||MAKE A SCENE
Make A Scene is drawn from an ancient Greek theatrical concept – to create dramatic action to inspire change. To ‘make a scene’ is to create a spectacle, or the basis for a narrative. It implies theatrical activity -formal and informal. Making a scene can also suggest a social movement; when something is popularised and fashionable – there can be a ‘new scene’. And of course it might also mean creating an unnecessary disturbance or ‘drama’ out of nothing – drawing attention to oneself.
The trace of an action leaves the trace of movement and gesture, animating artworks, despite inertia or inactivity. Think of Mike Parr’s drawings, as much performed as drawn, or abstract expressionist painting, or the installations of Terence Koh – often the consequences of extended performances made for objects only. For these performances Koh’s objects become personified and muse-like. They somehow possess mystical powers; art as religious mysticism, art with aura.
The works that ‘make a scene’ have deeply active qualities: static objects perform or imply dramatic action, both overtly and subtly. Sculpture and painting inherit some of the qualities of ‘time based’ art – including moving image and sound works. Through performance (or its traces), narrative, fantasy and subversion, a scene evolves with viewers navigating journeys in, around and through objects.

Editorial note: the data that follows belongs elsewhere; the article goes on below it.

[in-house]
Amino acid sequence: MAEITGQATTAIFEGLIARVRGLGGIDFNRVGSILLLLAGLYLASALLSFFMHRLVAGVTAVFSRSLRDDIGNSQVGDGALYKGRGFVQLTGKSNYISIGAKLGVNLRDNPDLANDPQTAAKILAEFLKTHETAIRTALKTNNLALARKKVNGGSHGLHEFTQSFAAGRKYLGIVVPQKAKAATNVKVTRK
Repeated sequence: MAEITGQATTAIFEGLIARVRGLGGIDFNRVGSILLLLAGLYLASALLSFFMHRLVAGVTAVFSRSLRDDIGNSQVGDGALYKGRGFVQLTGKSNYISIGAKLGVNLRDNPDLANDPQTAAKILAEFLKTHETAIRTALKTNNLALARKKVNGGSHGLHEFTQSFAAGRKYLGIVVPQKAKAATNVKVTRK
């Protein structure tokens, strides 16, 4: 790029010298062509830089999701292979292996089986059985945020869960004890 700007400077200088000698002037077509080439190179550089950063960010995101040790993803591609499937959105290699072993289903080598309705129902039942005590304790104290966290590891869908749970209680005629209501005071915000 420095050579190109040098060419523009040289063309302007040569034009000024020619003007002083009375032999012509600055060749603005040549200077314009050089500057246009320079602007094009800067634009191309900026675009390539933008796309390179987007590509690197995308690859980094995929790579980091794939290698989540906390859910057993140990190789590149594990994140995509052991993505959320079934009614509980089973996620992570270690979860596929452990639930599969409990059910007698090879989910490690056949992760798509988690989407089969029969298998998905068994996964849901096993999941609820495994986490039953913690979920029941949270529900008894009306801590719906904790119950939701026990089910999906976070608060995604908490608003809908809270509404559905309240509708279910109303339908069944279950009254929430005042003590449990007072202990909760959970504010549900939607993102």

Theatricality, ‘slap stick’ and make believe are often inherent in making a scene – producing art that is perhaps disguised as humorous or light-hearted – but paradoxically complex and affecting … Yves Klein’s Leap into the void or Bas Jan Ader’s Fall into the canal – although ‘entertaining’ and indeed ‘theatrical’, strike deeply into our consciousness via visceral and emotional recognition. Works such as these are inherently political, philosophical and psychological; yet remain intensely poetic – aesthetic meditations.
Drawing on diverse references, the installations in Make A Scene embody Klein and Koh, as much as abstract expressionism, geometric abstraction, pop, minimalism, the ‘happenings’ of the 1960s and relational practices of the 1990s. At the same time inspiration is drawn from music, cinema, theatre, literature, high art and popular culture – representing a discursive strategy that has come to be a defining marker of art being produced by artists of this generation.
Tania Doropoulos, Curator